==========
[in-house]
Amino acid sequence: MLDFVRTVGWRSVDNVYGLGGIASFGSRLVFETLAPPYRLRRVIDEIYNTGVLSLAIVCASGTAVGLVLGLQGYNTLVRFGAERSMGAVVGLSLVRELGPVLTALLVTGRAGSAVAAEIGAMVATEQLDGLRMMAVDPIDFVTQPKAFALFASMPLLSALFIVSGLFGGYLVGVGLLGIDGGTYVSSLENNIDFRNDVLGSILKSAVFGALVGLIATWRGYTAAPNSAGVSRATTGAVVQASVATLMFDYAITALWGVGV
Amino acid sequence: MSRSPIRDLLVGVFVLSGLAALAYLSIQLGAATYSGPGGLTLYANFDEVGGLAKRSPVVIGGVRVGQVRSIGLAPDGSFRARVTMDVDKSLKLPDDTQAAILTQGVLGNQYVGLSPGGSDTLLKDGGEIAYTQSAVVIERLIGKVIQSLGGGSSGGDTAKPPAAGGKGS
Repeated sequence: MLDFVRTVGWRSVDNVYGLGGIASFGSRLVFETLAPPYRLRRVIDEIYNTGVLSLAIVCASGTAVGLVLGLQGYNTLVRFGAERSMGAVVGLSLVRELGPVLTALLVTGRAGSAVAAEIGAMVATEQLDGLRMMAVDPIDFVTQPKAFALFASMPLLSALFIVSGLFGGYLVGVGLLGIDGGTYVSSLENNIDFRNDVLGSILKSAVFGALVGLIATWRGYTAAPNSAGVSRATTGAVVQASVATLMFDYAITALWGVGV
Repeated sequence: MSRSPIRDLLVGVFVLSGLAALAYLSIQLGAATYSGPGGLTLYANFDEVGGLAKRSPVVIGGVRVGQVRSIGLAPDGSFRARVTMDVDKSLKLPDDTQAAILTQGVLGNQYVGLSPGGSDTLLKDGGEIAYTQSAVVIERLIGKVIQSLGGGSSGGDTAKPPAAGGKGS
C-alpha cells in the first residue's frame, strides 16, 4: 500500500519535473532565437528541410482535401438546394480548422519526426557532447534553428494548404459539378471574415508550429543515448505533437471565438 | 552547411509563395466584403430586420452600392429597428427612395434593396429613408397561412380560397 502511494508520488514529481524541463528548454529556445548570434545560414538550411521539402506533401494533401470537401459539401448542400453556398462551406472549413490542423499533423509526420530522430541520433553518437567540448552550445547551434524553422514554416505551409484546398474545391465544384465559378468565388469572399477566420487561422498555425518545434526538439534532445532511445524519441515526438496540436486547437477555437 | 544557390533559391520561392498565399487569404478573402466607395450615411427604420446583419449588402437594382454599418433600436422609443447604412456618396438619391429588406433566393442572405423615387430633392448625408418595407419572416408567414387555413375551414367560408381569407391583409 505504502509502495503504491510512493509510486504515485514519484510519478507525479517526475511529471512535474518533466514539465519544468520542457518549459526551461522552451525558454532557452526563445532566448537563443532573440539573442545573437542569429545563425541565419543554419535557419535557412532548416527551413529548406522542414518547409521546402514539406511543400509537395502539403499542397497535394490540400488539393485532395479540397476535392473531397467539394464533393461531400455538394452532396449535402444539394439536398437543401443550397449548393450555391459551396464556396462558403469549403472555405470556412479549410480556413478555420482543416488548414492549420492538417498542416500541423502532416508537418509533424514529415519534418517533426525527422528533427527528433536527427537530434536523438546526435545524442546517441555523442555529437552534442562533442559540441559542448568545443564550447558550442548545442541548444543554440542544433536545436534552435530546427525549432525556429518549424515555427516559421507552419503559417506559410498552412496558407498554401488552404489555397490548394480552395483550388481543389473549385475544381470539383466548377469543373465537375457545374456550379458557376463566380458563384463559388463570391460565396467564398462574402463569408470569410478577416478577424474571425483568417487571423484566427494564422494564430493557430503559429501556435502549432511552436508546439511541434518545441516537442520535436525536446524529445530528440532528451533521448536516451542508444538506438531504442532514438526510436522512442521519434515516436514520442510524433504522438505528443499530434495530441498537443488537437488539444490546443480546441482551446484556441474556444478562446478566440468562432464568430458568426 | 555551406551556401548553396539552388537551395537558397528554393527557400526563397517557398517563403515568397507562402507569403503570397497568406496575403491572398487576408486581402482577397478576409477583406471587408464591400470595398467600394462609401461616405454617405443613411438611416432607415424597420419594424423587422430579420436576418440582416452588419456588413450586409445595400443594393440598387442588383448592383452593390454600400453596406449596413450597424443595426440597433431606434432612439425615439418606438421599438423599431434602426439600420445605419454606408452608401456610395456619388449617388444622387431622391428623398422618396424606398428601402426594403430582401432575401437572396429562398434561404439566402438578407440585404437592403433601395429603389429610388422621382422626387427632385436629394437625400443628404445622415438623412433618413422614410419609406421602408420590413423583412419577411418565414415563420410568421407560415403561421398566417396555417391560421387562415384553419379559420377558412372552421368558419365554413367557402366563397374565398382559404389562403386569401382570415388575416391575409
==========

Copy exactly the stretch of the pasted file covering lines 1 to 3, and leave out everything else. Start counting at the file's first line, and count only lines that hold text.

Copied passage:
[in-house]
Amino acid sequence: MLDFVRTVGWRSVDNVYGLGGIASFGSRLVFETLAPPYRLRRVIDEIYNTGVLSLAIVCASGTAVGLVLGLQGYNTLVRFGAERSMGAVVGLSLVRELGPVLTALLVTGRAGSAVAAEIGAMVATEQLDGLRMMAVDPIDFVTQPKAFALFASMPLLSALFIVSGLFGGYLVGVGLLGIDGGTYVSSLENNIDFRNDVLGSILKSAVFGALVGLIATWRGYTAAPNSAGVSRATTGAVVQASVATLMFDYAITALWGVGV
Amino acid sequence: MSRSPIRDLLVGVFVLSGLAALAYLSIQLGAATYSGPGGLTLYANFDEVGGLAKRSPVVIGGVRVGQVRSIGLAPDGSFRARVTMDVDKSLKLPDDTQAAILTQGVLGNQYVGLSPGGSDTLLKDGGEIAYTQSAVVIERLIGKVIQSLGGGSSGGDTAKPPAAGGKGS